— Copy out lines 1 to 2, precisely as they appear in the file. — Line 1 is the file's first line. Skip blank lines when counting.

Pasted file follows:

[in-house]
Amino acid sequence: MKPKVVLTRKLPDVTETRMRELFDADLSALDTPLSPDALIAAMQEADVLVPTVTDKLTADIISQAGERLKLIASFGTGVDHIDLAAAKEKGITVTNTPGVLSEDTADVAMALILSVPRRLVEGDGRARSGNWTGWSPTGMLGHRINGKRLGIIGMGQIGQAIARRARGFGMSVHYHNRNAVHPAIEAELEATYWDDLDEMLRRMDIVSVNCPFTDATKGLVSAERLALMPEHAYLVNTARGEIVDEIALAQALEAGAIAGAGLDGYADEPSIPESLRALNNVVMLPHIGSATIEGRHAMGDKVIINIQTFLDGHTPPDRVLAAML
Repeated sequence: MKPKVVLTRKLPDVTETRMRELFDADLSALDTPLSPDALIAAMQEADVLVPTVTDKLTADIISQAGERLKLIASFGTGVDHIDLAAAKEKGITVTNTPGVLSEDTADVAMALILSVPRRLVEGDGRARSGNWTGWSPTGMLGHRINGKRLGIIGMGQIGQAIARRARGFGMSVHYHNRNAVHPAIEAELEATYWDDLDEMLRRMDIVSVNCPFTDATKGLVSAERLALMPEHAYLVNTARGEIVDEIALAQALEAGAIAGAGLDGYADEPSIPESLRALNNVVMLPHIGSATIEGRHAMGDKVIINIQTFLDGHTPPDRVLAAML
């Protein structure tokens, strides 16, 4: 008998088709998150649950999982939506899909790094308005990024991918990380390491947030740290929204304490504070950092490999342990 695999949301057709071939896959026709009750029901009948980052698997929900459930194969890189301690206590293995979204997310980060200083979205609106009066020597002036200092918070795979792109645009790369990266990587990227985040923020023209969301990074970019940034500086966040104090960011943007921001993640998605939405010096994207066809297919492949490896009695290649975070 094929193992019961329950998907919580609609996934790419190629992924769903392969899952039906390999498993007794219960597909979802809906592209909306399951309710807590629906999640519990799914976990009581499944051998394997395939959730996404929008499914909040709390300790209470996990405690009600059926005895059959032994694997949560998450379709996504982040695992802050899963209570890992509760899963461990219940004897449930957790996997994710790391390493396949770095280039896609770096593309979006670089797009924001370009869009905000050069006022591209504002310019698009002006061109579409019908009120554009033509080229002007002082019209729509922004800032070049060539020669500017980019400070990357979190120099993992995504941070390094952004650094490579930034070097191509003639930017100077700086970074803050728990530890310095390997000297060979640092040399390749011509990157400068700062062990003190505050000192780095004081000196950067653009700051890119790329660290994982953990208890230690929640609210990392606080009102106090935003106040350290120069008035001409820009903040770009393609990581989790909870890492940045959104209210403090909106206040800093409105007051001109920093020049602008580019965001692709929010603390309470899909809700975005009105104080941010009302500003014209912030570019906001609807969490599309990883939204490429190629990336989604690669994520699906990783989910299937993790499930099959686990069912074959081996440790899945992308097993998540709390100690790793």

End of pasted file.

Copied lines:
[in-house]
Amino acid sequence: MKPKVVLTRKLPDVTETRMRELFDADLSALDTPLSPDALIAAMQEADVLVPTVTDKLTADIISQAGERLKLIASFGTGVDHIDLAAAKEKGITVTNTPGVLSEDTADVAMALILSVPRRLVEGDGRARSGNWTGWSPTGMLGHRINGKRLGIIGMGQIGQAIARRARGFGMSVHYHNRNAVHPAIEAELEATYWDDLDEMLRRMDIVSVNCPFTDATKGLVSAERLALMPEHAYLVNTARGEIVDEIALAQALEAGAIAGAGLDGYADEPSIPESLRALNNVVMLPHIGSATIEGRHAMGDKVIINIQTFLDGHTPPDRVLAAML